If you engage with peace organizations, you will very quickly be told repeatedly that nobody gives a damn about distant mass murder, and that consequently a smart organizer will talk to them about something local, such as the local impact of the financial burden of war, or perhaps the militarization of the police, or local recruitment, or local environmental damage from military bases, etc., but mostly the financial cost.

    • Migration – follow the money

      The EU must acknowledge its part in fuelling the drivers of migration and work to stop them, including the establishment of an embargo on arms sales to the Middle East and North Africa.

    • America uses stealthy submarines to hack other countries’ systems

      When Donald Trump effectively called for Russia to hack into Hillary Clinton’s emails Wednesday, the GOP nominee’s remarks touched off a (predictable) media firestorm. Here was a presidential candidate from a major U.S. party encouraging a foreign government to target American interests with cyberspying — an act that could not only expose national security information but also potentially undermine the actual security infrastructure of the United States.

      [...]

      It’s unclear how far behind — or ahead — other navies may be when it comes to submarine-based cyber offense. Many of the cybersecurity and military experts we interviewed for this story had hardly heard of the Defense Department’s own undersea cyber capabilities.

      But, Baker said, “espionage is a game where there’s a lot of following the leader — so it’s perfectly possible it’s happening in this field as well.”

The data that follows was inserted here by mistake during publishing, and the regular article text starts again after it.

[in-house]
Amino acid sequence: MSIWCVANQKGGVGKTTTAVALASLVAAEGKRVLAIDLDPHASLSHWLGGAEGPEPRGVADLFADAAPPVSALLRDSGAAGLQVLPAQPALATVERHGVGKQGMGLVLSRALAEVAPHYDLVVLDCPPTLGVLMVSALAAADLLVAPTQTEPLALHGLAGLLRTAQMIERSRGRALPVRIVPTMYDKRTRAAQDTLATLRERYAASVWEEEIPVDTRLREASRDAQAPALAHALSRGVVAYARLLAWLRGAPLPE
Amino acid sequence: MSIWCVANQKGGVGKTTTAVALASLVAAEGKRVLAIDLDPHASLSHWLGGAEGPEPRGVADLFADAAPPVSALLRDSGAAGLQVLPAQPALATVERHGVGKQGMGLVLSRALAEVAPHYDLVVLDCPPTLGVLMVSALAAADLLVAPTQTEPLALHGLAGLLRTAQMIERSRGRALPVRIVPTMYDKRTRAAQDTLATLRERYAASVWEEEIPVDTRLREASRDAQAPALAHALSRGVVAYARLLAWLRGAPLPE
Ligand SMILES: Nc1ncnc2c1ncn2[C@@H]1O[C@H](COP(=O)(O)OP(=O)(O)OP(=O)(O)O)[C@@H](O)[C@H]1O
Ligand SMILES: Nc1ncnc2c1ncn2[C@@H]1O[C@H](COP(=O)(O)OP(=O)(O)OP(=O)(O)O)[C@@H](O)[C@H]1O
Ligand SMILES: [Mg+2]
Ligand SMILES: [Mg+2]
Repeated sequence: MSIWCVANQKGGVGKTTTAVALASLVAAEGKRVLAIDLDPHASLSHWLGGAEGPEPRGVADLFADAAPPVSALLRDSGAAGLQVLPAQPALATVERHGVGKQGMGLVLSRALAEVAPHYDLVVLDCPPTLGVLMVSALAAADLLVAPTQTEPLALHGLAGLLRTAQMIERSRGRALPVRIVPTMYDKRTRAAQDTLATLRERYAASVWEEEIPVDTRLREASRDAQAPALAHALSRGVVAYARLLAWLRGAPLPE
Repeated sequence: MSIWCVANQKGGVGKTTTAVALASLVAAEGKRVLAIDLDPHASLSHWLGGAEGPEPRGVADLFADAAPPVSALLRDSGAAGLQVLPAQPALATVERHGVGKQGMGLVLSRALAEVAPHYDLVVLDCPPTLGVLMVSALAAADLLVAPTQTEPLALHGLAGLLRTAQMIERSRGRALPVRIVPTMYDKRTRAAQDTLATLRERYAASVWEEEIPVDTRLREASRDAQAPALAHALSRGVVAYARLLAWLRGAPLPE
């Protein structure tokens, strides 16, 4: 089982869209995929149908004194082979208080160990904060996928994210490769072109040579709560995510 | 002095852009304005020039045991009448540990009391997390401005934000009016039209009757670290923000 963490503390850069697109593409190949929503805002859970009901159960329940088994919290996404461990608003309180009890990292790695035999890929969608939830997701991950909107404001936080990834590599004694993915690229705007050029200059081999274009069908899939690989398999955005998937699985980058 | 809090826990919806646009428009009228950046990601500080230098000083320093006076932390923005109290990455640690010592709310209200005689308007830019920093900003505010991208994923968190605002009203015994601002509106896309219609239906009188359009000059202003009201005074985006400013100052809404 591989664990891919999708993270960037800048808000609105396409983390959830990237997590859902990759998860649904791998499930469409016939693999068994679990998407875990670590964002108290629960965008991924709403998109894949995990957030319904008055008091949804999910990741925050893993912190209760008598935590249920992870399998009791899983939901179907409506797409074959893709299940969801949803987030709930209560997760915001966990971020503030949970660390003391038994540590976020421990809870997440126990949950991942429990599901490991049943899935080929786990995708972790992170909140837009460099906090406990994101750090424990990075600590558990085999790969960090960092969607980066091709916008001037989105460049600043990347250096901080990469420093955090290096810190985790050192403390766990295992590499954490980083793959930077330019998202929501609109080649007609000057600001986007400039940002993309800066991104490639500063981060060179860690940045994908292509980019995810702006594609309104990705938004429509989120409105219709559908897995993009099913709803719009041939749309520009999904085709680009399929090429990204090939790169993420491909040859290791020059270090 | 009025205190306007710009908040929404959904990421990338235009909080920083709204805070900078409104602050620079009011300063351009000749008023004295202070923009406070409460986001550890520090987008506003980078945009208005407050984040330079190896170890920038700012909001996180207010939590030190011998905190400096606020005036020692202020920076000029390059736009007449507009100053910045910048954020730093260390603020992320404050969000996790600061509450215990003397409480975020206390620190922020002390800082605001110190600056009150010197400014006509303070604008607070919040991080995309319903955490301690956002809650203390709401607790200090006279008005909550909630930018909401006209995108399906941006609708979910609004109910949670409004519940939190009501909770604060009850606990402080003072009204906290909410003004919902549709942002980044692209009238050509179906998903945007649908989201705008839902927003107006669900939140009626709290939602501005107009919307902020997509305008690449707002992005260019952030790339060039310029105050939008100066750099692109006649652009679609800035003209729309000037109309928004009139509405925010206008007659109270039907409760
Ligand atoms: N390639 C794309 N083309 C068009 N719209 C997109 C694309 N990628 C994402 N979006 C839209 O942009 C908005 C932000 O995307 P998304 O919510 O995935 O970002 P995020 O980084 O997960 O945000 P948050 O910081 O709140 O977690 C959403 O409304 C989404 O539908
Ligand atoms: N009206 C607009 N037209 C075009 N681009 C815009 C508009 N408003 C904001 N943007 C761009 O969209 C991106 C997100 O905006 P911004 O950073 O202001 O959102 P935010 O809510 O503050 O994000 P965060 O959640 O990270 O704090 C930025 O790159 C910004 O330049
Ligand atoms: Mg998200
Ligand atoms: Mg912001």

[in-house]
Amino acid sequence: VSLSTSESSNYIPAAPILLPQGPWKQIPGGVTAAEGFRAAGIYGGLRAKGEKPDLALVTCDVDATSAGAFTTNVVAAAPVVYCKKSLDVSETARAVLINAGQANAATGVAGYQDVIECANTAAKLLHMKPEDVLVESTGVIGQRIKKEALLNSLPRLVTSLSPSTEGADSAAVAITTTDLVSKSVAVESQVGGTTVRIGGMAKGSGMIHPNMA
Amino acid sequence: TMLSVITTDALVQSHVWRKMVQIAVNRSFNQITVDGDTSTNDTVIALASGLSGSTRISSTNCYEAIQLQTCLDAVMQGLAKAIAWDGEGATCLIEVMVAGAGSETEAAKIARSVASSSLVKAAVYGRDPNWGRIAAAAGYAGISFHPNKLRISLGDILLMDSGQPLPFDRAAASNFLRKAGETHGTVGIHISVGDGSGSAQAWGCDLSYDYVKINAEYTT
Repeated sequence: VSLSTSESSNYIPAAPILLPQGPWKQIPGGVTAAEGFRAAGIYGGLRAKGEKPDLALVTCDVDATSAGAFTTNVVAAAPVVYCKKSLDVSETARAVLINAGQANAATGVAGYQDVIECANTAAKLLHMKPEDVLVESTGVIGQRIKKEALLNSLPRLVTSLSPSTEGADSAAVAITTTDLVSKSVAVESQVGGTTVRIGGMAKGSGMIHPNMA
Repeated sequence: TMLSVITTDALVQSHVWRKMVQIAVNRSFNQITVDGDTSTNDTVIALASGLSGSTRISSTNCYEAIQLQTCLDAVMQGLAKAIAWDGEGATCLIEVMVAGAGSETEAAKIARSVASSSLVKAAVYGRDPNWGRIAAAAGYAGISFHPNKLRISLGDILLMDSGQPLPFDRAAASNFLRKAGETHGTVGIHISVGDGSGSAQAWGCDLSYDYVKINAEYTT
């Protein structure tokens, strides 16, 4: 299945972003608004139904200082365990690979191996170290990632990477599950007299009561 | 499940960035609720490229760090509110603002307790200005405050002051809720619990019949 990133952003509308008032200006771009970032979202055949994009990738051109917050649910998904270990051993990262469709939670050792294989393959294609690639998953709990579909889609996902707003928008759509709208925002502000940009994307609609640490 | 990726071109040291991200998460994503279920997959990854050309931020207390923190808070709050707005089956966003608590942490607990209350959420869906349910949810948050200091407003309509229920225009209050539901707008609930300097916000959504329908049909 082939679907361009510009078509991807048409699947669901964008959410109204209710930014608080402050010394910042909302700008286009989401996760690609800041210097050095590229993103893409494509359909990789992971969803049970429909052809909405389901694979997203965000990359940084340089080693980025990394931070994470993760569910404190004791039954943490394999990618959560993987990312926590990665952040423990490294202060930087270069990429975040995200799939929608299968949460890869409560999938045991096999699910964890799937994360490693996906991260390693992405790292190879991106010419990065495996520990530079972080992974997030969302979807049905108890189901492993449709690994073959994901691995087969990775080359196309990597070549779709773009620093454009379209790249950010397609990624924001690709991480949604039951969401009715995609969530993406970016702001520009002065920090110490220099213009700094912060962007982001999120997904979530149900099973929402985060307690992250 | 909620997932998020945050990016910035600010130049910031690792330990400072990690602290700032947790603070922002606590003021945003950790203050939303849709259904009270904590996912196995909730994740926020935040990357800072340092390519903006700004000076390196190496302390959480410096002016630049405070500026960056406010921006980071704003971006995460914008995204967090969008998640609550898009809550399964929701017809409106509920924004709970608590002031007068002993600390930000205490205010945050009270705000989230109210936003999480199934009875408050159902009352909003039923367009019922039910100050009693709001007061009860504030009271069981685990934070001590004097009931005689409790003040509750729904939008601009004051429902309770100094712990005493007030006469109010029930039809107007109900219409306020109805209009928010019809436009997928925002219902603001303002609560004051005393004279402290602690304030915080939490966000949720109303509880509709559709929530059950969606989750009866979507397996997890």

• Brennan Calls Out the Press for Giving ISIS More Credit Than They Deserve

      Both James Clapper and John Brennan appeared at the Aspen Security Forum this week (it was Brennan’s first appearance, apparently). As I may lay out, Clapper was by far the more measured of the two. But this exchange, between Brennan and Dina Temple-Raston, deserves more attention. She notes that ISIS gets credit for attacks (she doesn’t name any, but I’d point to the San Bernardino killing and the Orlando massacre) that seem incidentally motivated at the last minute by ISIS, but generally are motivated by other issues.

    • ‘US foreign policy is a marketing strategy for selling weapon’ – Jill Stein

      Democrats and Republicans are controlled by banks, oil giants, insurance companies and war profiteers, says Green Party presidential candidate, Dr. Jill Stein. Her party, she claims, gets no money from corporations and has liberty to really address problems.

      [...]

      The US spends a trillion dollars a year on its military, says Jill Stein. If that budget is cut it in half, the American economy will have the money it needs at home to provide for free public higher education, insure any health costs that aren’t covered already and work with other countries to address the problem of climate change – which remains one of the crucial problems globally, she believes.